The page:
The View from the Golden Promise 5.1


The View from the Golden Promise is a chance to see the bottles under the hammer at in a new light. To give you this fresh perspective, we’ve called on two experts from the Golden Promise Whisky Bar, Clément Gaillard and Salvatore Mannino.

For every new sale, they will share their thoughts on their favourites in the catalogue.

Nestled in the Montorgueil district of Paris, the Golden Promise bar is split into two areas: The first a cocktail bar and the second dedicated to tasting rare whiskies. More than 1,000 bottlings—most of which are almost impossible to find elsewhere—are available in the speakeasy style cellar.


Clément’s selection

Karuizawa 1967 Cask No° 6426, 58,4%, 70cl

The Karuizawa 1968 and 1969 bottlings I have been lucky enough to taste in the past have all left me with the memory of being surprisingly round and accessible for their age and bottling strength, as though time had brought them a sort of kind-heartedness. So I was a little disconcerted by the far more intimidating character of this 1967, whose vertiginous complexity still leaves me speechless just thinking about it. Without trying to name everything in its palette, I can say we do find superb notes of precious wood, incense, leather, cured meat, cigar, liquorice,

bitter chocolate, clove, mint and absinthe... Serge Valentin also very astutely mentioned aged Pu’er, the famous fermented tea produced in Yunnan, China. It’s an extreme experience that won’t be to everyone’s liking, but one of the most beautiful whiskies I have ever been offered to taste. Thank you again to the person who gave me the opportunity.


White Horse 43%, 70cl, B.A.P. Import

It would be wrong to ignore old blends, especially when they include Lagavulin in their make-up. I haven’t tasted this version, but I have very good memories of other editions released in more or less the same period. The malt isn’t at all hidden and the peat is clearly present, just softened by a few notes of dried fruit, most likely imparted by the sherry’s influence. On the palate, the texture is oily and the whisky takes on a peppery and meaty character, with bitter orange on the finish. Don’t forget the old blends, they will serve you well!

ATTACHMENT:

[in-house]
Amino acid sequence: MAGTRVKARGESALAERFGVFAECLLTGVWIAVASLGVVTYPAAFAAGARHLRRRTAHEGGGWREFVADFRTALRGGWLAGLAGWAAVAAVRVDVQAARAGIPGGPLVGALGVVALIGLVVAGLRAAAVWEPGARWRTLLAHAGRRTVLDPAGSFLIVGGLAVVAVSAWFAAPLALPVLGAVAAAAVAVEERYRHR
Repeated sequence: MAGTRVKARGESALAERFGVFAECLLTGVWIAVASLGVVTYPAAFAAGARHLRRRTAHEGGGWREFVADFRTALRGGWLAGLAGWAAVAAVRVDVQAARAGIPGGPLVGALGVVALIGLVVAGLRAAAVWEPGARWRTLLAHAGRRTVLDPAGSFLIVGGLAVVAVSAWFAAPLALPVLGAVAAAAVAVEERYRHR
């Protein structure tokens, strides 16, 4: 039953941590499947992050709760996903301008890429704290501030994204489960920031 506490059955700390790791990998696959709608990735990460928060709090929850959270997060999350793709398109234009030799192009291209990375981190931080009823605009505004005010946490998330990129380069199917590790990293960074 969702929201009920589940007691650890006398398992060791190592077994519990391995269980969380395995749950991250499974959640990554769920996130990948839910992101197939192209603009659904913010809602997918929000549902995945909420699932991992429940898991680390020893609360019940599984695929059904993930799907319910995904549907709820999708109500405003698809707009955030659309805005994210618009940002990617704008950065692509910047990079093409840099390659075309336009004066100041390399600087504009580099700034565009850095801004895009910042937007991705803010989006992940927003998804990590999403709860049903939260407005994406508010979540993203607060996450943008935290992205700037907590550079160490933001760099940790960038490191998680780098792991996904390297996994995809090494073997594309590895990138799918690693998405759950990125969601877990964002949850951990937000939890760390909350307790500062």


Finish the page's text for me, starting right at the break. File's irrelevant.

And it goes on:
Salvatore’s selection

Ardbeg 19 ans Traigh Bhan Batch 1, 46,2%, 70cl, 2019


The arrival of an older Ardbeg is always an event, especially when it is released in an accessible number of bottles. This legendary distillery needs no introduction and, while its powerful character has helped build its renown among fans of heavily peated malts, this bottling is slightly tamer. Here, the peat is more measured and allows an expression of beautiful lemony notes. The smoke is clearer but paves the way for cocoa notes imparted by the Oloroso cask maturation.   



Chichibu The First, 61,8%, 70cl, 2011


Introduced in the LMDW 2012 Catalogue, the release of this bottling got everyone in France talking. The lucky few (myself included) who got to taste the ‘newborn’ aged for just a few months and released in 2008 were impatient to discover the first whisky produced by the distillery of the same name. At the time, we had no idea Chichibu would begin a new and important chapter in the history of Japanese whisky and go on to inspire a new wave of artisanal distilleries in the country. This three year old is impressive for more than one reason and combines power and finesse. Malted barley reigns supreme, accompanied by a fleet of spices and citrus fruit as well as herbaceous notes that refresh the palate. Outstanding.


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